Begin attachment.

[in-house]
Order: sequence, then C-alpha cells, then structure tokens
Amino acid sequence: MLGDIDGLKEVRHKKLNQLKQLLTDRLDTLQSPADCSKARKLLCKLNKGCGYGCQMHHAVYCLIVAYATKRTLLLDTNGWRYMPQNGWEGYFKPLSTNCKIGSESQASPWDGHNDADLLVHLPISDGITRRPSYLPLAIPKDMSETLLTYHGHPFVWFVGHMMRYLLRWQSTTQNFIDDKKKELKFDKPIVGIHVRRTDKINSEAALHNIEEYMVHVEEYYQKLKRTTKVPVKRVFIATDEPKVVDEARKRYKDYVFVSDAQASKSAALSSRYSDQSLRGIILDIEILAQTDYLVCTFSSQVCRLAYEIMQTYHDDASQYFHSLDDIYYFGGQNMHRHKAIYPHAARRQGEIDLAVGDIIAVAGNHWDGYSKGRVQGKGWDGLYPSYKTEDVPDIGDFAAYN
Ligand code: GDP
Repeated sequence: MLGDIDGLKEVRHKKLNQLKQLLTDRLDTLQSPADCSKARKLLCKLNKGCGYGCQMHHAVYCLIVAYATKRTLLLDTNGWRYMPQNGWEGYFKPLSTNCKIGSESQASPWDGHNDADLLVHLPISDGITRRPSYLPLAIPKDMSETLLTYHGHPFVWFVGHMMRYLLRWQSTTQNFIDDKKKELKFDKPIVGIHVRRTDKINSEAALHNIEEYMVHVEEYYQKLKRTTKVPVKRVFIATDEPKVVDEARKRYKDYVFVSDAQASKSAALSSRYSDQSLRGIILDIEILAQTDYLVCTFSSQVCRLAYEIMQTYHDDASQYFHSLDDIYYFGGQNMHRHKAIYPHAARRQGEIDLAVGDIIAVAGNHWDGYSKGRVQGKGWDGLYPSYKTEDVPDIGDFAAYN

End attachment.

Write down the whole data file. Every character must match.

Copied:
[in-house]
Order: sequence, then C-alpha cells, then structure tokens
Amino acid sequence: MLGDIDGLKEVRHKKLNQLKQLLTDRLDTLQSPADCSKARKLLCKLNKGCGYGCQMHHAVYCLIVAYATKRTLLLDTNGWRYMPQNGWEGYFKPLSTNCKIGSESQASPWDGHNDADLLVHLPISDGITRRPSYLPLAIPKDMSETLLTYHGHPFVWFVGHMMRYLLRWQSTTQNFIDDKKKELKFDKPIVGIHVRRTDKINSEAALHNIEEYMVHVEEYYQKLKRTTKVPVKRVFIATDEPKVVDEARKRYKDYVFVSDAQASKSAALSSRYSDQSLRGIILDIEILAQTDYLVCTFSSQVCRLAYEIMQTYHDDASQYFHSLDDIYYFGGQNMHRHKAIYPHAARRQGEIDLAVGDIIAVAGNHWDGYSKGRVQGKGWDGLYPSYKTEDVPDIGDFAAYN
Ligand code: GDP
Repeated sequence: MLGDIDGLKEVRHKKLNQLKQLLTDRLDTLQSPADCSKARKLLCKLNKGCGYGCQMHHAVYCLIVAYATKRTLLLDTNGWRYMPQNGWEGYFKPLSTNCKIGSESQASPWDGHNDADLLVHLPISDGITRRPSYLPLAIPKDMSETLLTYHGHPFVWFVGHMMRYLLRWQSTTQNFIDDKKKELKFDKPIVGIHVRRTDKINSEAALHNIEEYMVHVEEYYQKLKRTTKVPVKRVFIATDEPKVVDEARKRYKDYVFVSDAQASKSAALSSRYSDQSLRGIILDIEILAQTDYLVCTFSSQVCRLAYEIMQTYHDDASQYFHSLDDIYYFGGQNMHRHKAIYPHAARRQGEIDLAVGDIIAVAGNHWDGYSKGRVQGKGWDGLYPSYKTEDVPDIGDFAAYN